2. State regulation of labor immigration.
The regulation of labor imports has two main objectives:
1. Protection of the national labor market from the spontaneous flow of migrant workers, as it aggravates the problem of employment.
2. Ensuring the rational use of foreign workers, that is, the application of their labor in those areas that can not be provided at the expense of internal labor resources.
International labor migration has both positive and negative consequences for recipient countries.
The positive consequences include the following:
1. Employment of jobs associated with unrewarding or hard work, which are not claimed by the citizens of the host country. For example, in 1995, immigrant workers accounted for 19.4% of the total labor force in Switzerland, 10.2% in Austria, 7.4% in Germany, and 6.2% in France. In the absence of foreign workers, production in these industries would be much less.
2. Expansion of the domestic market of the host country due to the demand for goods and services from foreign workers.
3. Reduction of the tax burden on the state budget.
Labor migrants not only do not require social benefits, but by paying taxes and other mandatory contributions, they reduce the relative tax burden on the indigenous population.
The negative consequences of international labor migration generally include the following:
1. The growth of illegal migration, especially at the expense of workers who have expired the labor contract, but they do not go back to their homeland, hoping to find work in the host country again.
2. The growth of social tension due to the growth of illegal immigration.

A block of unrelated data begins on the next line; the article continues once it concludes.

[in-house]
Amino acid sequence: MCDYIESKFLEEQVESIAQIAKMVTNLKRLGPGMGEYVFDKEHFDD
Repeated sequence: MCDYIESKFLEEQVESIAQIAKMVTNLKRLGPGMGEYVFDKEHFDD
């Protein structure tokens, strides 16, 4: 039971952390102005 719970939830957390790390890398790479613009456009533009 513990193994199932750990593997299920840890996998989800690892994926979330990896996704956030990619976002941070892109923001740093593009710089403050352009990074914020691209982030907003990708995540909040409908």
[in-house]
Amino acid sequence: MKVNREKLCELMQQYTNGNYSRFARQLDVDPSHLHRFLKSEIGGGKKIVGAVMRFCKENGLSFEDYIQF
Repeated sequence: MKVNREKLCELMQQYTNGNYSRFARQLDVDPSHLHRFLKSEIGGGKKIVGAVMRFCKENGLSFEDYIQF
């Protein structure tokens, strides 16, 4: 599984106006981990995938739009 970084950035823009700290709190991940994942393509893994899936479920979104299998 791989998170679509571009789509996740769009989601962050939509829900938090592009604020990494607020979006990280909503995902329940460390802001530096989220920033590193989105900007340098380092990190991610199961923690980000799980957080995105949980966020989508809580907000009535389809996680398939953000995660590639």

Currently, labor-importing countries have developed a system of state regulation of immigration, which includes legislation on the legal, political and professional status of immigrants, national immigration services, and interstate agreements on migration.
At the international level, the activities of the national immigration services are coordinated by the SOPEMI (Permanent Migration Monitoring System), established by the OECD (Organization for Economic and Social Development) member countries.
The intergovernmental agreements on hiring foreign labor stipulate the conditions for the stay of migrants in the host country, the observance of which is designed to protect the interests of migrants. Thus, intergovernmental agreements on hiring foreign labor concluded between the Federal Republic of Germany and the exporting countries contain the provision that the employment and payment of foreign workers are carried out by employers on the basis of the same clauses of tariff agreements as for German workers.